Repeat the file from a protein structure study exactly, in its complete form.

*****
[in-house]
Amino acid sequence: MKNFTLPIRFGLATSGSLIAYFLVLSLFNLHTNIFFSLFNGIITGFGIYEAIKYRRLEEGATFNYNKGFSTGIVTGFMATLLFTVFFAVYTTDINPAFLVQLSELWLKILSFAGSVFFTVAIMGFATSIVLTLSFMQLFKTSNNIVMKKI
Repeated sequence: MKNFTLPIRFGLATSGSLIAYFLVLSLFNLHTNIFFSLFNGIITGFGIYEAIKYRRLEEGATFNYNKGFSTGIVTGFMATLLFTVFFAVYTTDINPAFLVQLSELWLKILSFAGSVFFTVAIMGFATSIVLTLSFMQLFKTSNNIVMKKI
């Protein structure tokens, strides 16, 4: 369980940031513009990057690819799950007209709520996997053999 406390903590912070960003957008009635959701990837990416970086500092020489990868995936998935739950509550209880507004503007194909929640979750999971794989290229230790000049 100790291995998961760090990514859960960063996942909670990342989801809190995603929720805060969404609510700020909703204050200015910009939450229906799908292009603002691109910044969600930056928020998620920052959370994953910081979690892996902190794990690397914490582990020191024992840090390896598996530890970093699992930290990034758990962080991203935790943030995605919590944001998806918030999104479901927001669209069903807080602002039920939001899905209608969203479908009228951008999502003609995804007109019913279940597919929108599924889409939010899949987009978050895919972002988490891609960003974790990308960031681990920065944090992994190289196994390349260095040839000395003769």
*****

[in-house]
Amino acid sequence: MKNFTLPIRFGLATSGSLIAYFLVLSLFNLHTNIFFSLFNGIITGFGIYEAIKYRRLEEGATFNYNKGFSTGIVTGFMATLLFTVFFAVYTTDINPAFLVQLSELWLKILSFAGSVFFTVAIMGFATSIVLTLSFMQLFKTSNNIVMKKI
Repeated sequence: MKNFTLPIRFGLATSGSLIAYFLVLSLFNLHTNIFFSLFNGIITGFGIYEAIKYRRLEEGATFNYNKGFSTGIVTGFMATLLFTVFFAVYTTDINPAFLVQLSELWLKILSFAGSVFFTVAIMGFATSIVLTLSFMQLFKTSNNIVMKKI
């Protein structure tokens, strides 16, 4: 369980940031513009990057690819799950007209709520996997053999 406390903590912070960003957008009635959701990837990416970086500092020489990868995936998935739950509550209880507004503007194909929640979750999971794989290229230790000049 100790291995998961760090990514859960960063996942909670990342989801809190995603929720805060969404609510700020909703204050200015910009939450229906799908292009603002691109910044969600930056928020998620920052959370994953910081979690892996902190794990690397914490582990020191024992840090390896598996530890970093699992930290990034758990962080991203935790943030995605919590944001998806918030999104479901927001669209069903807080602002039920939001899905209608969203479908009228951008999502003609995804007109019913279940597919929108599924889409939010899949987009978050895919972002988490891609960003974790990308960031681990920065944090992994190289196994390349260095040839000395003769």